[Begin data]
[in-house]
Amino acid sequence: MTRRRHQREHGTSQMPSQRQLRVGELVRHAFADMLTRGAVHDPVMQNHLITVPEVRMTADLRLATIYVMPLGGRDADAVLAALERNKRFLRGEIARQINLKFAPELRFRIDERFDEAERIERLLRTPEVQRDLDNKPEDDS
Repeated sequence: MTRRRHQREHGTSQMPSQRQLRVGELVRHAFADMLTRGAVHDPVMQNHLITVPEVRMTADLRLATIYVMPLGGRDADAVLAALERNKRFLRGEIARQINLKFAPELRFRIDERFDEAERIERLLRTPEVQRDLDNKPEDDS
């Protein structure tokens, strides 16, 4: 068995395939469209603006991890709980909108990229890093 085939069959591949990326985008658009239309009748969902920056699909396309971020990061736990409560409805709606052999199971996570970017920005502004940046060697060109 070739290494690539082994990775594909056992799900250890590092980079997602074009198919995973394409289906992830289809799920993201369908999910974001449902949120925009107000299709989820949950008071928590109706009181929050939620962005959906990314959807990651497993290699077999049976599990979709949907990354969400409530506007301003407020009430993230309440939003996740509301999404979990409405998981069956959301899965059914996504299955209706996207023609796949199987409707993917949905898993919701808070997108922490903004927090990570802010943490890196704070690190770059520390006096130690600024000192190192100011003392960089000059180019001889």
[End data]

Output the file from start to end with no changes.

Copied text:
[in-house]
Amino acid sequence: MTRRRHQREHGTSQMPSQRQLRVGELVRHAFADMLTRGAVHDPVMQNHLITVPEVRMTADLRLATIYVMPLGGRDADAVLAALERNKRFLRGEIARQINLKFAPELRFRIDERFDEAERIERLLRTPEVQRDLDNKPEDDS
Repeated sequence: MTRRRHQREHGTSQMPSQRQLRVGELVRHAFADMLTRGAVHDPVMQNHLITVPEVRMTADLRLATIYVMPLGGRDADAVLAALERNKRFLRGEIARQINLKFAPELRFRIDERFDEAERIERLLRTPEVQRDLDNKPEDDS
């Protein structure tokens, strides 16, 4: 068995395939469209603006991890709980909108990229890093 085939069959591949990326985008658009239309009748969902920056699909396309971020990061736990409560409805709606052999199971996570970017920005502004940046060697060109 070739290494690539082994990775594909056992799900250890590092980079997602074009198919995973394409289906992830289809799920993201369908999910974001449902949120925009107000299709989820949950008071928590109706009181929050939620962005959906990314959807990651497993290699077999049976599990979709949907990354969400409530506007301003407020009430993230309440939003996740509301999404979990409405998981069956959301899965059914996504299955209706996207023609796949199987409707993917949905898993919701808070997108922490903004927090990570802010943490890196704070690190770059520390006096130690600024000192190192100011003392960089000059180019001889």